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© Udayan Rao Pawar, Young Wildlife Photographer of the Year 2013
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The Smithsonian’s National Museum of Natural History in Washington, USA, is the first to host a brand-new exhibition showcasing award-winning animal behaviour images from the Natural History Museum’s Wildlife Photographer of the Year competition, opening today.
Wildlife Photographer of the Year is a global platform with which museums and galleries can inspire their audiences to become advocates for the natural world and grow a passion for photography as an art form. The Unforgettable Behaviour exhibition showcases 38 powerful photographs from previous Wildlife Photographer of the Year collections, showcasing some of the very best animal behaviour moments ever captured on camera.
Pauline Robert, Head of Touring Programmes at the Natural History Museum, London, said: ‘Wildlife Photographer of the Year embarks on an international tour every year and is seen by thousands of families, wildlife enthusiasts and decision-makers across the world. Unforgettable Behaviour is a new specially curated exhibition celebrating some of the best and most exciting animal behaviour images.’
‘It’s wonderful to see this exhibition open at such an iconic venue and peer institution. We are sure the audience will share our fascination, wonder, joy and heartbreak when they experience this incredible display.’
Michael Lawrence, Assistant Director for Exhibitions at the National Museum of Natural History, Washington, added: ‘These photos allow us to connect with animals we might never otherwise see. They show an extraordinary range of surprising and often deeply moving acts of animal behaviour that inspire us to care about the world around us.’
Find out more about the Unforgettable Behaviour: Wildlife Photographer of the Year exhibition at the Smithsonian’s National Museum of Natural History in Washington, USA.
Wildlife Photographer of the Year started in 1965 and is the longest running and most prestigious photographic competition of its kind. The fifty-eighth Wildlife Photographer of the Year competition has opened entries from photographers of all ages, nationalities, and levels. The international jury of industry experts has been announced, and the entry fee for photographers entering from 50 countries will be waived. Find out more at nhm.ac.uk/wpy/competition.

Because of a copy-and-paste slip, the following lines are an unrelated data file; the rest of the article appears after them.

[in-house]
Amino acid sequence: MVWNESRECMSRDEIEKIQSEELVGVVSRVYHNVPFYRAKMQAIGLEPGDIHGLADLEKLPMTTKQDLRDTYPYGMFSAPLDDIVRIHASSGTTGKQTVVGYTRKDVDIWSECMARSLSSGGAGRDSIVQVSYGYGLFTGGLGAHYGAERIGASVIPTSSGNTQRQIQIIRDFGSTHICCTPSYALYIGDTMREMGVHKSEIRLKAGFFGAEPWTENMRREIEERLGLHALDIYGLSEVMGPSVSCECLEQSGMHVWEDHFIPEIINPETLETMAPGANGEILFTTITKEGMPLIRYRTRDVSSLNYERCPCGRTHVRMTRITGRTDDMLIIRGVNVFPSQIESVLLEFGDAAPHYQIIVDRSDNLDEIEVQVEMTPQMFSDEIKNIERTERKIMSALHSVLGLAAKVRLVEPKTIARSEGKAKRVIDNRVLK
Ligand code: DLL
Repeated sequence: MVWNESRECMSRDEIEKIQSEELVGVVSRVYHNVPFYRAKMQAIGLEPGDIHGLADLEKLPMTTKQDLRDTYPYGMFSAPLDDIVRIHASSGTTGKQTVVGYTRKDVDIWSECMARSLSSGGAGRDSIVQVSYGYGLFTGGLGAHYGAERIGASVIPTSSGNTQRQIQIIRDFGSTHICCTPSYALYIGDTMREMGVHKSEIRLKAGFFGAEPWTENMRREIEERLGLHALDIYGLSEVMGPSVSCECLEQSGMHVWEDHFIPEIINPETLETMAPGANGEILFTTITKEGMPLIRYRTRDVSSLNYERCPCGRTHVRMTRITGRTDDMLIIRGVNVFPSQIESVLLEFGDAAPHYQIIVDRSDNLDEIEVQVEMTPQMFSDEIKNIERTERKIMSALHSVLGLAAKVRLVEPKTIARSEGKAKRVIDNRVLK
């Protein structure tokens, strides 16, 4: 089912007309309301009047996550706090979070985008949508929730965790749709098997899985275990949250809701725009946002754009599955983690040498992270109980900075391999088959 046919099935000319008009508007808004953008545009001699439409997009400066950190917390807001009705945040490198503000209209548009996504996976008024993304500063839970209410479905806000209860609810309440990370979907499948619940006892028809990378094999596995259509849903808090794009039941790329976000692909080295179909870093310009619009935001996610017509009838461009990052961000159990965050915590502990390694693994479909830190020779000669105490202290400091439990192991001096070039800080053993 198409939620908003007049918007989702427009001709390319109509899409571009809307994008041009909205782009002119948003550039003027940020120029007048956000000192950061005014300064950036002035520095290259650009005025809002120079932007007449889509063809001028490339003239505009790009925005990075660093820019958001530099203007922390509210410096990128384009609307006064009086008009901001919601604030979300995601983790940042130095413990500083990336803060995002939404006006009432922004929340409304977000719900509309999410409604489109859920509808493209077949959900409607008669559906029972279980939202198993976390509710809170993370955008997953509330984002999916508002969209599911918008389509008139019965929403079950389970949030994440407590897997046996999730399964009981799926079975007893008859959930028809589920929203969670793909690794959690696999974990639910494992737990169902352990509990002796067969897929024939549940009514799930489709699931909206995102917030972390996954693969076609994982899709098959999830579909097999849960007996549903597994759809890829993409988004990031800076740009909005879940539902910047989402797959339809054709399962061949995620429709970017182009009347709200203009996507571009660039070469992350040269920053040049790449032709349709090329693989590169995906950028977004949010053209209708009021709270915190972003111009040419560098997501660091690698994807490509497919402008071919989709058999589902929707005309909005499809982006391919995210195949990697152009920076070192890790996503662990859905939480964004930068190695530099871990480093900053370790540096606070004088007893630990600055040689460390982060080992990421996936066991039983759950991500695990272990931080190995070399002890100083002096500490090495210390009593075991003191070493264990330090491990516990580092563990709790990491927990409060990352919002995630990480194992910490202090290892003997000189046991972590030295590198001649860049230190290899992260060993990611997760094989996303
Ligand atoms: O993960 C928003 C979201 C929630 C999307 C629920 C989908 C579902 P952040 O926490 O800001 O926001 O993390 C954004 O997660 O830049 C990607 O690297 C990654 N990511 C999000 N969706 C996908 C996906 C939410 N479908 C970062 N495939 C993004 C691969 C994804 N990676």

Wildlife Photographer of the Year was founded in 1965 by BBC Wildlife Magazine, then called Animals. The Natural History Museum joined forces in 1984 to create the competition as it is known today. The competition is now run and owned by the Natural History Museum, London.
Wildlife Photographer of the Year Portfolio 31, edited by Rosamund Kidman-Cox and with a foreword by Chris Packham, is published by the Natural History Museum and will be on sale as of 14 October 2021, priced £25.
The Natural History Museum is both a world-leading science research centre and the most-visited natural history museum in Europe. With a vision of a future in which both people and the planet thrive, it is uniquely positioned to be a powerful champion for balancing humanity’s needs with those of the natural world.
It is custodian of one of the world’s most important scientific collections comprising over 80 million specimens. The scale of this collection enables researchers from all over the world to document how species have and continue to respond to environmental changes – which is vital in helping predict what might happen in the future and informing future policies and plans to help the planet.
The Museum’s 300 scientists continue to represent one of the largest groups in the world studying and enabling research into every aspect of the natural world. Their science is contributing critical data to help the global fight to save the future of the planet from the major threats of climate change and biodiversity loss through to finding solutions such as the sustainable extraction of natural resources.
The Museum uses its enormous global reach and influence to meet its mission to create advocates for the planet – to inform, inspire and empower everyone to make a difference for nature. We welcome over five million visitors each year; our digital output reaches hundreds of thousands of people in over 200 countries each month and our touring exhibitions have been seen by around 30 million people in the last 10 years.
The National Museum of Natural History is connecting people everywhere with Earth’s unfolding story. It is one of the most visited natural history museums in the world. Opened in 1910, the museum is dedicated to maintaining and preserving the world’s most extensive collection of natural history specimens and human artifacts. The museum is open Wednesday through Sunday from 10 a.m. to 5:30 p.m. Admission is free. For more information, visit the museum on its website, blog, Facebook, Twitter and Instagram.
For more information about the exhibition at the Smithsonian’s National Museum of Natural History, contact Anna Torres firstname.lastname@example.org and Randall Kremer email@example.com from the Smithsonian’s National Museum of Natural History Public Affairs team.
Any other Wildlife Photographer of the Year press enquiries should be sent to firstname.lastname@example.org
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